Welcome to the Saltyard
Here at the Saltyard we believe in doing things right. We believe that life is full of goodness. All you need to really enjoy it is a little time.
At the Saltyard we believe that the weekend can be longer, that food can taste better, and that the sunset on Sunday will take a lifetime to dip below the horizon.
When we're not crafting beautiful books for your reading delight, here are the sites on which we while away the hours:
Painter and print maker, we just love her wildlife prints inspired by landscapes in Norfolk, Cornwall and Shropshire.
Atlantic Blanket Company, Cornwall
You can never have too many blankets and throws.
Bookswarm designed our website and we love them because they love books.
Cornish Sea Salt
Season with a pinch of Cornish Sea Salt.
David Mellor Design
Not only for fine tableware made in Sheffield, but for all beautiful kitchen things. And, he designed the traffic light - how cool is that?
Everyone likes a day out in Whitstable, and once you've been to the Sugar Boy for some mint humbugs then you can shop for nice prints, books and cards in Frank.
Much Ado Books
Not only books, but workshops, crafts and cards. Visit the medieval Alfriston Clergy House while you're there.
Pallant House Gallery, Chichester
An eclectic permanent collection in a Queen Anne house and always wonderful exhibitions.
Salts Mill, Saltaire
A Yorkshire mill. David Hockney. One of the nicest bookshops anywhere, ever.
St. Jude’s Gallery
For obvious reasons. Angie Lewin, Mark Hearld, Emily Sutton, Ed Kluz, Jonathan Gibbs... and for fabrics, cushions and tote bags.
The Foodie Bugle
An emporium of foodie delights, both an online shop and magazine and a lovely new shop in Margaret's Buildings, Bath. We can't wait to visit.
The General Store, Peckham
For feeding us.
The Hambledon, Winchester
Leave your wallet at home... Just saying.
The Landmark Trust
Because who doesn't want to spend a weekend in a folly?
Under the Thatch
Holidays in Wales. Under the thatch and preferably with a wood-burning stove.
Woottens of Wenhaston, Suffolk
A trip to Southwold isn't complete without a detour to Woottens for scented geraniums, pelargoniums, auriculas, lavenders, flag irises. In short, all good things for the garden.
Yorkshire Sculpture Park
Sculpture, in a park.
Prashad at Home: Everyday Indian Cooking from our Vegetarian Kitchen
Since winning everyone over on Ramsay’s Best Restaurant, Prashad has grown in size and reputation, and so too has the Patel family. In this, their second book, Kaushy returns the focus to the heart of Indian home cooking. Traditional recipes have been …READ MORE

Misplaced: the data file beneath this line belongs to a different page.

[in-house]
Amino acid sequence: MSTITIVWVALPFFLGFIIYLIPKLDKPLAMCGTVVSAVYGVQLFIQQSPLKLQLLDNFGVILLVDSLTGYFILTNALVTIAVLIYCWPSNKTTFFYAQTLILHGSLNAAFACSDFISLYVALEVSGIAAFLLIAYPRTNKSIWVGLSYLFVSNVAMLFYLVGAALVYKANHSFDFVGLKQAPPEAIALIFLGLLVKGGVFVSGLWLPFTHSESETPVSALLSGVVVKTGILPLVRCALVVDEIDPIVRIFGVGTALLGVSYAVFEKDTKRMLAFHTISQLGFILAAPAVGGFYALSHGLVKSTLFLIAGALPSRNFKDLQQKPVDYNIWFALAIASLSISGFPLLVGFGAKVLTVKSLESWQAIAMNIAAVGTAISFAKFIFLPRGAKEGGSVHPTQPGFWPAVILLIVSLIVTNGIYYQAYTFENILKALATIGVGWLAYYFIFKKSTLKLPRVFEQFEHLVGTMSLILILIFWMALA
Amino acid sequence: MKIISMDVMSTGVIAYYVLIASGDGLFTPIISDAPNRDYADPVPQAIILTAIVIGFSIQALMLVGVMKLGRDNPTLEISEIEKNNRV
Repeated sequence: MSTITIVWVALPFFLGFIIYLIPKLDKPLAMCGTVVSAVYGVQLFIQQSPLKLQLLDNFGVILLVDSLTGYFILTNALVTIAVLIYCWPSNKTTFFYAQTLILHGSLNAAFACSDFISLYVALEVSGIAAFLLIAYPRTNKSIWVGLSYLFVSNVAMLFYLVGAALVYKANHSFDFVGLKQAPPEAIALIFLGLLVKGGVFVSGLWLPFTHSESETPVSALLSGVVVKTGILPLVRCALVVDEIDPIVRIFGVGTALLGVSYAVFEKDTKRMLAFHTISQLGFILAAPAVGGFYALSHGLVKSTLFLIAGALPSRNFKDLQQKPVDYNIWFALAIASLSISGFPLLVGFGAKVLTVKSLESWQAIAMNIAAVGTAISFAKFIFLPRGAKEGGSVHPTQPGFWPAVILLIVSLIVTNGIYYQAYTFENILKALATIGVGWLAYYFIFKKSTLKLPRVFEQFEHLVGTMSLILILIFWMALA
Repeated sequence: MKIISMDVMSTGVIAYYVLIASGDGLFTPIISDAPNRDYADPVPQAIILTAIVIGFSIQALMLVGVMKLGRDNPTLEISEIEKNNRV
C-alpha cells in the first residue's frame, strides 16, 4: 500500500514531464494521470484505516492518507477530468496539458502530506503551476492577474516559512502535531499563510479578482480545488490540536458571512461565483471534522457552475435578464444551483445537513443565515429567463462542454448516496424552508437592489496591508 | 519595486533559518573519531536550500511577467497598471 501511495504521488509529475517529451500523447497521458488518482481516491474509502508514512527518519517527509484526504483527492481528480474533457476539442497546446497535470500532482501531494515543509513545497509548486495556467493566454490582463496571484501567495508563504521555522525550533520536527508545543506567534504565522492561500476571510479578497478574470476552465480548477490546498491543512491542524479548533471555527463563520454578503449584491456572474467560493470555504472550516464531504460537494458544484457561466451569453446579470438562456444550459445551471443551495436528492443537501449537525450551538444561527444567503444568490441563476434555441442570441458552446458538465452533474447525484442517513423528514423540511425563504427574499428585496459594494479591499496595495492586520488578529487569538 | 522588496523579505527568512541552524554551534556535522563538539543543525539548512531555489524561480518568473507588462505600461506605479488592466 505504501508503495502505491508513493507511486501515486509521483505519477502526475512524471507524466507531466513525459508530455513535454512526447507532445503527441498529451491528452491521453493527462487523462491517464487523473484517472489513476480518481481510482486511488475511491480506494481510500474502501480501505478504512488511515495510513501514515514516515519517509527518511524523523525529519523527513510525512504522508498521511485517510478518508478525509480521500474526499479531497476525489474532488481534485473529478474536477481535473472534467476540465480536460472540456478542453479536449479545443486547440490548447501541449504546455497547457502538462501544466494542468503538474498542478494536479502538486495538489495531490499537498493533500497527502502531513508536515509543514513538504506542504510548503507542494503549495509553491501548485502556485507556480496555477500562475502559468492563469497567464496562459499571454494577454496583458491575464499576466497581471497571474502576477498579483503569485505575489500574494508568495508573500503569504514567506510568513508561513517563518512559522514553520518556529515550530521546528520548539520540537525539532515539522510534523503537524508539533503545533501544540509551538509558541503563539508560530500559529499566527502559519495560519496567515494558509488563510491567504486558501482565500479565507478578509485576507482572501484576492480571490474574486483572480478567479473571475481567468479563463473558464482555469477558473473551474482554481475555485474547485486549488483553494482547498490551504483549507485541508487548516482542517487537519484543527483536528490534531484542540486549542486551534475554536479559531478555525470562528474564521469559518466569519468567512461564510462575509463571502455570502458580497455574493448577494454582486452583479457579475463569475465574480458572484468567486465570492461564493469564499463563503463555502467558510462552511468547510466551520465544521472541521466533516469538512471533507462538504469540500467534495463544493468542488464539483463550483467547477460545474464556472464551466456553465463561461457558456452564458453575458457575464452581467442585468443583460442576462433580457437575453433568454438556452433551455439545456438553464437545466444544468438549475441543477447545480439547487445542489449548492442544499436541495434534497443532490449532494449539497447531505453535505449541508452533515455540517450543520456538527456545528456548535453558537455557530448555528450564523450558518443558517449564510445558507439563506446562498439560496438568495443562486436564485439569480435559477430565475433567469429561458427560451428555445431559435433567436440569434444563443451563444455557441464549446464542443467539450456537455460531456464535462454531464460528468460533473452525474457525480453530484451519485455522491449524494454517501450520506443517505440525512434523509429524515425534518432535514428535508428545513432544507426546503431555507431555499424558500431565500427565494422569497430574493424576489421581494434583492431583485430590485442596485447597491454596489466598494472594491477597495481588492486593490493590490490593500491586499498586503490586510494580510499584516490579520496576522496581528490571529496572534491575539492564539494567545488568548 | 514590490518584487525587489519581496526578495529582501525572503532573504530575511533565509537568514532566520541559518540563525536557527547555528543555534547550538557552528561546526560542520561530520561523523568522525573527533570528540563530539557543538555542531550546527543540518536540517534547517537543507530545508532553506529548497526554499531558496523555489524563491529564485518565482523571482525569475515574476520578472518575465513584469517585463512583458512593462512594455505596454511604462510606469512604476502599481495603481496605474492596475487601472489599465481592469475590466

Five Quarters: Recipes and Notes from a Kitchen in Rome
‘Of course I thought Rome was glorious, but I didn’t want to stay. A month, three at most, then I’d take a train back to Sicily to finish the clockwise journey I’d interrupted, before moving even further southwards…’ Instead, captivated by the exhila …READ MORE
“This is a go-to book for anyone who loves entertaining. You will find tempting recipes on every page and ideas for all sorts of gatherings, be it a relaxing lunch with friends or a full-blown celebration to feed an army. This is the follow-up book to the well-received What Katie Ate, from Australian food blogger Katie Quinn Davies. It’s a must if you like to cook to impress.”
“A surprising and inventive read from the first page to the very last, Vanilla Black will make your culinary imagination run wild.”
“The New Kitchen Garden doesn’t begin with the usual plan of an allotment quartered into beds awaiting their rotation, it starts by asking what you need.”
“Rush out and buy it. It is really very good.”
“Mark’s writing style is conversational and engaging, he’s deeply knowledgeable, yet he’s low-key and modest. He’s ‘can-do’ and accessible without ever being patronising.”
“Indulge your inner Paddington Bear.”
“What a great read – a true British inspiration story – I loved it!”
“Emma Bridgewater, queen of kitchenware, proves herself to be queen of the memoir too.”
“Somewhere between a culinary glossary, a seasonal miscellany and a how-to cookbook, this is one dinky kitchen companion, courtesy of the Primrose Hill greengrocers. Its diminutive size and pleasing red print on white paper – as pretty as a crisp gingham napkin – make it eminently easy to use, and use it you will.”
“[An] ease is found in Florence Knight’s One: A cook and her cupboard, a volume that could be a manifesto for a minimalist culinary aesthetic.”